The Woman’s up in the treehouse, The Stranger can’t go back to work until he makes sure The Girl is alright, and The Girl just wants to bury her brain. She’s great at playing, she knows, but she’d be better if her brain didn’t make her say things.
from The Call-out Fortunate autumn. September rushesOver our heads. Migrating flocksOf warblers, jays, petrels, thrushes,Come, then leave. The equinox,When the sun aligns with the equator,Passes. The dawns start coming later,The sunsets sooner. The sudden rainsDon’t last for long. The warmth remains.Goldenrod blooms, and even the rosesAre hanging on, this late in […]
It’s time to get serious. As in, these Breaking News storiesare getting monotonous, like a meeting agenda, or an air conditionerclicking on and off, a band practicing one room over, lists of the dead. I’m sorry and small, while along the west coast, romantic poetsare watching sunsets through clouds that […]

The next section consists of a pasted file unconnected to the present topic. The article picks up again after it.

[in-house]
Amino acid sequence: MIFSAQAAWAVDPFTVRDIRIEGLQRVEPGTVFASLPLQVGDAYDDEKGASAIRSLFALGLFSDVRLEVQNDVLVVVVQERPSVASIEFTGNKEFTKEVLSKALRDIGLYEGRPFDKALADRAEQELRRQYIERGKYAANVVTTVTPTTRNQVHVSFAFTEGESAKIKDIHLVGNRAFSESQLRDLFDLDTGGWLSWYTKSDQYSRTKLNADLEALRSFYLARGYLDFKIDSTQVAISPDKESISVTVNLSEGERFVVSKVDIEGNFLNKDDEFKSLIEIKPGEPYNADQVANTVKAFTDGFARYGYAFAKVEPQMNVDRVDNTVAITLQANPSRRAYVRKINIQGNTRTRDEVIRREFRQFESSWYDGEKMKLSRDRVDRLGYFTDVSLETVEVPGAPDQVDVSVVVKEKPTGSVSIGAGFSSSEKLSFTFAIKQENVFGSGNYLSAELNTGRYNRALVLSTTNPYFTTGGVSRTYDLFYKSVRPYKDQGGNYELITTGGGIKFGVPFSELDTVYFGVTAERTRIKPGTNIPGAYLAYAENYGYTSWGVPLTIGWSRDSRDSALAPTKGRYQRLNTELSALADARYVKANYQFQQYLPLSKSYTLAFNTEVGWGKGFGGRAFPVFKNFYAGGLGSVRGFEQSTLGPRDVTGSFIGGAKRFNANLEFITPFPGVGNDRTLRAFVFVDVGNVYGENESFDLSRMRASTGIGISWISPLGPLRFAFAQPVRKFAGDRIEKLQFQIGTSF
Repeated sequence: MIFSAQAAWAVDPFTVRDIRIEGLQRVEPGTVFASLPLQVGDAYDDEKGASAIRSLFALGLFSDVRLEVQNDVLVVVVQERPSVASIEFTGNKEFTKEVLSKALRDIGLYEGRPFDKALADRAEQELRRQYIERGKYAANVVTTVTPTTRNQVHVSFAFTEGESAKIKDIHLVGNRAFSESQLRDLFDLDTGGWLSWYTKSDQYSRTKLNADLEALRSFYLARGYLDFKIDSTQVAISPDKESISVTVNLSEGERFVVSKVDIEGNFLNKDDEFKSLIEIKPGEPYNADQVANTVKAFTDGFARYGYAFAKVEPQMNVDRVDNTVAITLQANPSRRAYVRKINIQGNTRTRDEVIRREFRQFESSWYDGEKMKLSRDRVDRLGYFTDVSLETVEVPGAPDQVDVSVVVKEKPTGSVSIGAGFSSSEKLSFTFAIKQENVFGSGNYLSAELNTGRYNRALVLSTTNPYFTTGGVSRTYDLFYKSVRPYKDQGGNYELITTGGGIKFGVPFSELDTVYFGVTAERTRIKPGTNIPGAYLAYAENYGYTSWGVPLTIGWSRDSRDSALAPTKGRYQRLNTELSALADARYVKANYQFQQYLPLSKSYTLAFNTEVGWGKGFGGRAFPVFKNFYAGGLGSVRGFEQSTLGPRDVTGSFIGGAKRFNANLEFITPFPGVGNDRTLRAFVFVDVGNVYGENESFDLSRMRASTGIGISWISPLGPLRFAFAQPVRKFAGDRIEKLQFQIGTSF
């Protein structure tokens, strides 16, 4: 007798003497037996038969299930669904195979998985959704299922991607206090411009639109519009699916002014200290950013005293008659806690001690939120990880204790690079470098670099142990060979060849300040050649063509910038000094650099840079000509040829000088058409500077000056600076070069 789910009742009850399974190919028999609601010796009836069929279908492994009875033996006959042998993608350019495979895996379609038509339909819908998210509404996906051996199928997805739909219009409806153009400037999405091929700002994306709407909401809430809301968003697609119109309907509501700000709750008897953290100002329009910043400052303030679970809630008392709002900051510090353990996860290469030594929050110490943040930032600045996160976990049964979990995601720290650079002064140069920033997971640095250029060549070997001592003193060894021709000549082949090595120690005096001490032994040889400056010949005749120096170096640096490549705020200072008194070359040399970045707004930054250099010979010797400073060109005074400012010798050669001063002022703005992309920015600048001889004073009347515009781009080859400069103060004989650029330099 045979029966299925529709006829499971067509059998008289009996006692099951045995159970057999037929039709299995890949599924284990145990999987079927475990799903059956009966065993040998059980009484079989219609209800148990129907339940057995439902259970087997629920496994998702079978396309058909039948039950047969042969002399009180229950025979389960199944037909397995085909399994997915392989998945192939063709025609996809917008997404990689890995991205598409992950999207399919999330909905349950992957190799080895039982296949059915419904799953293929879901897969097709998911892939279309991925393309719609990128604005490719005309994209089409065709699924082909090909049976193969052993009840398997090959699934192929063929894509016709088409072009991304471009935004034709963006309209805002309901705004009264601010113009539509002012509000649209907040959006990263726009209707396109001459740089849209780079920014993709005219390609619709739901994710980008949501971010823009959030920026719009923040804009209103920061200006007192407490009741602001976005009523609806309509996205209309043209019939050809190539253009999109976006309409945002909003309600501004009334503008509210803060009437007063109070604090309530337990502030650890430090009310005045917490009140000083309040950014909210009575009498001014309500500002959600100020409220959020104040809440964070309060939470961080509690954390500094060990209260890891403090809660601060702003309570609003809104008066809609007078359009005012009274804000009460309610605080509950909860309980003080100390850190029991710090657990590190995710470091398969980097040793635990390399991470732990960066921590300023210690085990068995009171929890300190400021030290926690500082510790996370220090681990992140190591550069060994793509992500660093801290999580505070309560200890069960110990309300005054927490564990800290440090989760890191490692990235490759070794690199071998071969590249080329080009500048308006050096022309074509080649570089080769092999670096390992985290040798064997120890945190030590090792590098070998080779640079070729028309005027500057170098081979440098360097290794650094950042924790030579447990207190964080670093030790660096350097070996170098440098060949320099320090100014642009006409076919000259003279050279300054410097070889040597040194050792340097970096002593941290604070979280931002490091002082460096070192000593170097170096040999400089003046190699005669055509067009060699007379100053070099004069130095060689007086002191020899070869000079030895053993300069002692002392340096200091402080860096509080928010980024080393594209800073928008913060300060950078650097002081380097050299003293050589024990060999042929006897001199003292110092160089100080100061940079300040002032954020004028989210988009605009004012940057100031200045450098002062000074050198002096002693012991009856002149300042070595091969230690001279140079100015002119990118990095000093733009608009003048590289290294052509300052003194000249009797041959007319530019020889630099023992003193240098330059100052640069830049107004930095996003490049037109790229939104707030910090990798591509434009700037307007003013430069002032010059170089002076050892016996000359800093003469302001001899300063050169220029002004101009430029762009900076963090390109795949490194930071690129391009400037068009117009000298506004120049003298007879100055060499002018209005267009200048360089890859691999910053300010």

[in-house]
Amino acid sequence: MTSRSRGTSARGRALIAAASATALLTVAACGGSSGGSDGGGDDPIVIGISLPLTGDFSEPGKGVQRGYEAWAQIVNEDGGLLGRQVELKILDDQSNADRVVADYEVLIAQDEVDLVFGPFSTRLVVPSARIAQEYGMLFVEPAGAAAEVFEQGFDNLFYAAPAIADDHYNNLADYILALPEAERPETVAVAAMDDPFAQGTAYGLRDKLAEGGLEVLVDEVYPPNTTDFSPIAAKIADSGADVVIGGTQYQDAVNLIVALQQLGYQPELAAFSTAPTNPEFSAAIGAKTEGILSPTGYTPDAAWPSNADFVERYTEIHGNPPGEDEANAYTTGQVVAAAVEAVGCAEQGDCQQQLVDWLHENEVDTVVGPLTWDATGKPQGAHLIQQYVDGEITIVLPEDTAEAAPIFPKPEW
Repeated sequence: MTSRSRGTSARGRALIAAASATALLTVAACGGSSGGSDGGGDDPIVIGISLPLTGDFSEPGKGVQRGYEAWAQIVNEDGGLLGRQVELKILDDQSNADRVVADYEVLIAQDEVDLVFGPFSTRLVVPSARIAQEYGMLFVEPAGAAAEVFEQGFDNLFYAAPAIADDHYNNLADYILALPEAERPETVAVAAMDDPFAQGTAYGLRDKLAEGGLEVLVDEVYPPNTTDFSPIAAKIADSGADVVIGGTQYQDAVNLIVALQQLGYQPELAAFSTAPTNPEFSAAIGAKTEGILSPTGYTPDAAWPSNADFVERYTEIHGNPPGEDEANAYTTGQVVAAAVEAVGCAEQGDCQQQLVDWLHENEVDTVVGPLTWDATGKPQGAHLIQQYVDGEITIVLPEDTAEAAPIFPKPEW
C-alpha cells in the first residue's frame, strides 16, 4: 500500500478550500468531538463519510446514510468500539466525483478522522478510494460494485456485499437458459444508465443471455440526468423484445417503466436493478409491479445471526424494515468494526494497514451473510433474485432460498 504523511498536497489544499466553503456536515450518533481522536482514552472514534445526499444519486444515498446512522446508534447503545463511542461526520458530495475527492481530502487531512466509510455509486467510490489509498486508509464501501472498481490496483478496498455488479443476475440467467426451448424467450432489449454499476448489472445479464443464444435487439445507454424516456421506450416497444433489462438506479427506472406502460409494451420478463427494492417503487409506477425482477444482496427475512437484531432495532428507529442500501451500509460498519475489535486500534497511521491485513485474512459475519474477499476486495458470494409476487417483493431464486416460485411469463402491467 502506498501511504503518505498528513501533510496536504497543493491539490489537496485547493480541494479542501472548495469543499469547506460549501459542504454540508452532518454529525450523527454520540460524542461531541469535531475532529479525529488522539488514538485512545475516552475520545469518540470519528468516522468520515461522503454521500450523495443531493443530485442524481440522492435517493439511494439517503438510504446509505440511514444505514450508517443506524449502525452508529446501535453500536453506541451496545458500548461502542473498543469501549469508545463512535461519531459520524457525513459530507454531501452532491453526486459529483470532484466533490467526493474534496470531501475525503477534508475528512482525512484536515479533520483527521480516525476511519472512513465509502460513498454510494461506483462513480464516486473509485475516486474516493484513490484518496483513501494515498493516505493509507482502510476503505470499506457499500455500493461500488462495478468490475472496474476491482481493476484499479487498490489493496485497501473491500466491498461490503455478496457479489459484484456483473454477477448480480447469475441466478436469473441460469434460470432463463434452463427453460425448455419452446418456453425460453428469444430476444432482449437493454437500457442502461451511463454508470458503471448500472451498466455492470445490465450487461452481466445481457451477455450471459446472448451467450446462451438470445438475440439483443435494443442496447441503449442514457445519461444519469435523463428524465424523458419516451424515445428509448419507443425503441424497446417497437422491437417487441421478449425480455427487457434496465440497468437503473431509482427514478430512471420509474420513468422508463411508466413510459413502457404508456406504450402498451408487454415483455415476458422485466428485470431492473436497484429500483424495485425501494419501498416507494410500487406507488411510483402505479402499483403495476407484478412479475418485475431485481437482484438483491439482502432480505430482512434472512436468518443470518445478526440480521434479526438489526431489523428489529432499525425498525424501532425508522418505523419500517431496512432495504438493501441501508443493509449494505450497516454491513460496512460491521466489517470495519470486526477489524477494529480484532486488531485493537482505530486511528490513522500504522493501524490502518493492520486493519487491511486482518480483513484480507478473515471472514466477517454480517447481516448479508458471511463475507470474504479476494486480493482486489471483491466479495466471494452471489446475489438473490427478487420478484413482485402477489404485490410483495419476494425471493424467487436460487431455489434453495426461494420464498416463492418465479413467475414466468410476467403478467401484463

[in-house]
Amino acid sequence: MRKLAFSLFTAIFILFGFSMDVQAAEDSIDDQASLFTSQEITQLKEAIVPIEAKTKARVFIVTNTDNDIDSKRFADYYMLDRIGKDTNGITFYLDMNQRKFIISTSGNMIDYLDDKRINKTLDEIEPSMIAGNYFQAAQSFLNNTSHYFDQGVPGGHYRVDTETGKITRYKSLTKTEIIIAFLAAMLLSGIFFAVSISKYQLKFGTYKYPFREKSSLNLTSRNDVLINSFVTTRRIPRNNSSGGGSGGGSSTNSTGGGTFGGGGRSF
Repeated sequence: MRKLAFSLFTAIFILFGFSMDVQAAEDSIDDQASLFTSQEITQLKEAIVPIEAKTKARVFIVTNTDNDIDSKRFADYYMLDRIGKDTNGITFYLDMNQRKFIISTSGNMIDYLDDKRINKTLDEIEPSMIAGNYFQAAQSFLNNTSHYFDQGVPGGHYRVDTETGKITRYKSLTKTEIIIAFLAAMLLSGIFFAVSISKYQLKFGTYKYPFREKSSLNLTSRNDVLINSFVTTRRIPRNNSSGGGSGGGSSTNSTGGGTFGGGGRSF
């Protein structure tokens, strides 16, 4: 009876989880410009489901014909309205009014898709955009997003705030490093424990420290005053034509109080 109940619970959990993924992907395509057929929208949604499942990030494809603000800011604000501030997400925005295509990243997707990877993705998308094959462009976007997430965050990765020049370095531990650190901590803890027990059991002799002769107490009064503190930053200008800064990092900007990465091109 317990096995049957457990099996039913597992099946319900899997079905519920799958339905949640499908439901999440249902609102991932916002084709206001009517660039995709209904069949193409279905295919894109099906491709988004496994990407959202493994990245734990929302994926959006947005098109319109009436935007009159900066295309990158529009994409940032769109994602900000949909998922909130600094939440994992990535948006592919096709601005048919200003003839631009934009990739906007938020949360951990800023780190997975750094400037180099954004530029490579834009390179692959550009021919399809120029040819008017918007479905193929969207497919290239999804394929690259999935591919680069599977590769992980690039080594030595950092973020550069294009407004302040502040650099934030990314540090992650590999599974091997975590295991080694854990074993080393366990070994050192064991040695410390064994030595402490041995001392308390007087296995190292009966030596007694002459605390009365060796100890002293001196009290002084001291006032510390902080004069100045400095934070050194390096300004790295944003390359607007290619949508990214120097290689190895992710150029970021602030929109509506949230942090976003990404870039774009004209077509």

Jean Miaochun Zhang, who illustrated our 34th issue (out now), has provided new work to be featured alongside our online content! Find a few of her illustrations below, and the rest throughout the site! Jean Miaochun Zhang is an illustrator, writer and graphic designer from Beijing, China, who is currently living in […]
Over the past few years, I’ve seen Danniel Schoonebeek read three times, mostly from poems that appeared in his book Trébuchet. At every reading, I got the kind of spiritual and political catharsis that I’m always looking for in great writing. In both American Barricade (YesYes Books, 2014) and Trébuchet […]
Julie Orringer is the author of two award-winning books: The Invisible Bridge, a New York Times bestselling novel, and How to Breathe Underwater, a collection of stories; her new novel, The Flight Portfolio, tells the story of Varian Fry, the New York journalist who went to Marseille in 1940 to save writers and artists blacklisted by the Gestapo. All her work has been published by Alfred A. Knopf, and her books have been translated into twenty languages. Her stories have appeared in numerous anthologies, including The Granta Book of the American Short Story and The Scribner Anthology of American Short Fiction. She is the winner of the Paris Review’s Plimpton Prize and has received fellowships from the Guggenheim Foundation, the National Endowment for the Arts, the Cullman Center at the New York Public Library, the Radcliffe Institute for Advanced Study at Harvard, the MacDowell Colony, and Yaddo. She lives in Brooklyn with her husband and children, and is at work on a novel set in New Orleans.